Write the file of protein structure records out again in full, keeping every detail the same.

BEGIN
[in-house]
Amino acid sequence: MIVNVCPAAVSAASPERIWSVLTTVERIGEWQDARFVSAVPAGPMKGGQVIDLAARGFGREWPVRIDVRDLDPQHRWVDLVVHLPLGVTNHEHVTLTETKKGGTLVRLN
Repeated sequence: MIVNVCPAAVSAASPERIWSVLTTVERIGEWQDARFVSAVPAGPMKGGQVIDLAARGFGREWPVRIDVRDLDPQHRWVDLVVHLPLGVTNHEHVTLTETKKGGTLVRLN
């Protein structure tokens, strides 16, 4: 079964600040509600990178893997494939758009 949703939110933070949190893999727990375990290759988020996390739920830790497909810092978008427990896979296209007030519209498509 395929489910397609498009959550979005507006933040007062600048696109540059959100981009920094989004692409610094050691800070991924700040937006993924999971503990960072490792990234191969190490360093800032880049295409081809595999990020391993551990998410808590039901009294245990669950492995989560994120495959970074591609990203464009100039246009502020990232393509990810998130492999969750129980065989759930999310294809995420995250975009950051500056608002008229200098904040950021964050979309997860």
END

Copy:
[in-house]
Amino acid sequence: MIVNVCPAAVSAASPERIWSVLTTVERIGEWQDARFVSAVPAGPMKGGQVIDLAARGFGREWPVRIDVRDLDPQHRWVDLVVHLPLGVTNHEHVTLTETKKGGTLVRLN
Repeated sequence: MIVNVCPAAVSAASPERIWSVLTTVERIGEWQDARFVSAVPAGPMKGGQVIDLAARGFGREWPVRIDVRDLDPQHRWVDLVVHLPLGVTNHEHVTLTETKKGGTLVRLN
């Protein structure tokens, strides 16, 4: 079964600040509600990178893997494939758009 949703939110933070949190893999727990375990290759988020996390739920830790497909810092978008427990896979296209007030519209498509 395929489910397609498009959550979005507006933040007062600048696109540059959100981009920094989004692409610094050691800070991924700040937006993924999971503990960072490792990234191969190490360093800032880049295409081809595999990020391993551990998410808590039901009294245990669950492995989560994120495959970074591609990203464009100039246009502020990232393509990810998130492999969750129980065989759930999310294809995420995250975009950051500056608002008229200098904040950021964050979309997860």